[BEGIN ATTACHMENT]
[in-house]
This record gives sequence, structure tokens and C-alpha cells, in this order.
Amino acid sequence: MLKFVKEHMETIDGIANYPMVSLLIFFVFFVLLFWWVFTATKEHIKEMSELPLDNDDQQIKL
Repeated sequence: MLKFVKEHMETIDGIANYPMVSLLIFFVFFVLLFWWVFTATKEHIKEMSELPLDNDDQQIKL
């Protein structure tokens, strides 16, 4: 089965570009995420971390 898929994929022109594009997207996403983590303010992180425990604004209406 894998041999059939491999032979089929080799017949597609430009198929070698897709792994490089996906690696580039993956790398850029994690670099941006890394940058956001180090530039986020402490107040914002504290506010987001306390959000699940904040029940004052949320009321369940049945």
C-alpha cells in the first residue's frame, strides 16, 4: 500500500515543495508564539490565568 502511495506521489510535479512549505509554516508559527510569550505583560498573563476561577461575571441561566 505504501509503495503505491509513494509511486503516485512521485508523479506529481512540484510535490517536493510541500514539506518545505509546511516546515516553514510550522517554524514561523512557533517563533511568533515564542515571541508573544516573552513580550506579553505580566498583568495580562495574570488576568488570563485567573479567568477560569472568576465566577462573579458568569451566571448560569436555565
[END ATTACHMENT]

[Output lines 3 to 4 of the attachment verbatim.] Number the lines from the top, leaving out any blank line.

Amino acid sequence: MLKFVKEHMETIDGIANYPMVSLLIFFVFFVLLFWWVFTATKEHIKEMSELPLDNDDQQIKL
Repeated sequence: MLKFVKEHMETIDGIANYPMVSLLIFFVFFVLLFWWVFTATKEHIKEMSELPLDNDDQQIKL